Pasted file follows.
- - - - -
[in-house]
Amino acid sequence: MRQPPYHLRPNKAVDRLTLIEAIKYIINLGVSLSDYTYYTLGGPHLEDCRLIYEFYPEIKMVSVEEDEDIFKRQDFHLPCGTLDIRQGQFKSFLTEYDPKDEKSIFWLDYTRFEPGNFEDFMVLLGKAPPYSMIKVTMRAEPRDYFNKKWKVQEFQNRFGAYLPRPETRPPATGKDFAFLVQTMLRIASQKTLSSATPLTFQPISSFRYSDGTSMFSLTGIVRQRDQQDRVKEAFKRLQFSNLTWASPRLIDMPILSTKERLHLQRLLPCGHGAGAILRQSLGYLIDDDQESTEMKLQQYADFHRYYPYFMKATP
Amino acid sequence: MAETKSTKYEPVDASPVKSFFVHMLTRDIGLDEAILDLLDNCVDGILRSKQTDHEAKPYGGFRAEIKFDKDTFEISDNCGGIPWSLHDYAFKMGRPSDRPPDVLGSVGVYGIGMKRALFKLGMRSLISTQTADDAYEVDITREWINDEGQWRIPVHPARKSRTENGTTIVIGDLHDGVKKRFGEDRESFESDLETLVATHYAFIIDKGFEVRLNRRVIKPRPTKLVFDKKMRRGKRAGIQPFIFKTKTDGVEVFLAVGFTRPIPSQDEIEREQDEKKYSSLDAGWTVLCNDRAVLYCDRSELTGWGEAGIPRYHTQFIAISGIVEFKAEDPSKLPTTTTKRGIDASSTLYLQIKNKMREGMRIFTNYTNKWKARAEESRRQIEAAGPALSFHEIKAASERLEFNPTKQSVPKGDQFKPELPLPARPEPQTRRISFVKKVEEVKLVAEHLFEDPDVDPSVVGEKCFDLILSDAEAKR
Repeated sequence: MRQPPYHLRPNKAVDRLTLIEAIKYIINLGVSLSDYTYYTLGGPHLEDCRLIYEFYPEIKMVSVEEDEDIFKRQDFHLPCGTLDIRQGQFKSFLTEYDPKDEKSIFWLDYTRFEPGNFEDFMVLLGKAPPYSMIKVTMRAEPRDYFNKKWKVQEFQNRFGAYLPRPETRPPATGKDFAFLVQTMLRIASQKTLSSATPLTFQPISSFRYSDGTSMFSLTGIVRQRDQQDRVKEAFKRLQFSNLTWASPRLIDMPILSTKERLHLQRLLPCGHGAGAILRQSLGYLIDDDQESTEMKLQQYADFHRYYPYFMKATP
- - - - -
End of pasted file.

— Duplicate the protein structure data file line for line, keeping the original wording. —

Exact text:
[in-house]
Amino acid sequence: MRQPPYHLRPNKAVDRLTLIEAIKYIINLGVSLSDYTYYTLGGPHLEDCRLIYEFYPEIKMVSVEEDEDIFKRQDFHLPCGTLDIRQGQFKSFLTEYDPKDEKSIFWLDYTRFEPGNFEDFMVLLGKAPPYSMIKVTMRAEPRDYFNKKWKVQEFQNRFGAYLPRPETRPPATGKDFAFLVQTMLRIASQKTLSSATPLTFQPISSFRYSDGTSMFSLTGIVRQRDQQDRVKEAFKRLQFSNLTWASPRLIDMPILSTKERLHLQRLLPCGHGAGAILRQSLGYLIDDDQESTEMKLQQYADFHRYYPYFMKATP
Amino acid sequence: MAETKSTKYEPVDASPVKSFFVHMLTRDIGLDEAILDLLDNCVDGILRSKQTDHEAKPYGGFRAEIKFDKDTFEISDNCGGIPWSLHDYAFKMGRPSDRPPDVLGSVGVYGIGMKRALFKLGMRSLISTQTADDAYEVDITREWINDEGQWRIPVHPARKSRTENGTTIVIGDLHDGVKKRFGEDRESFESDLETLVATHYAFIIDKGFEVRLNRRVIKPRPTKLVFDKKMRRGKRAGIQPFIFKTKTDGVEVFLAVGFTRPIPSQDEIEREQDEKKYSSLDAGWTVLCNDRAVLYCDRSELTGWGEAGIPRYHTQFIAISGIVEFKAEDPSKLPTTTTKRGIDASSTLYLQIKNKMREGMRIFTNYTNKWKARAEESRRQIEAAGPALSFHEIKAASERLEFNPTKQSVPKGDQFKPELPLPARPEPQTRRISFVKKVEEVKLVAEHLFEDPDVDPSVVGEKCFDLILSDAEAKR
Repeated sequence: MRQPPYHLRPNKAVDRLTLIEAIKYIINLGVSLSDYTYYTLGGPHLEDCRLIYEFYPEIKMVSVEEDEDIFKRQDFHLPCGTLDIRQGQFKSFLTEYDPKDEKSIFWLDYTRFEPGNFEDFMVLLGKAPPYSMIKVTMRAEPRDYFNKKWKVQEFQNRFGAYLPRPETRPPATGKDFAFLVQTMLRIASQKTLSSATPLTFQPISSFRYSDGTSMFSLTGIVRQRDQQDRVKEAFKRLQFSNLTWASPRLIDMPILSTKERLHLQRLLPCGHGAGAILRQSLGYLIDDDQESTEMKLQQYADFHRYYPYFMKATP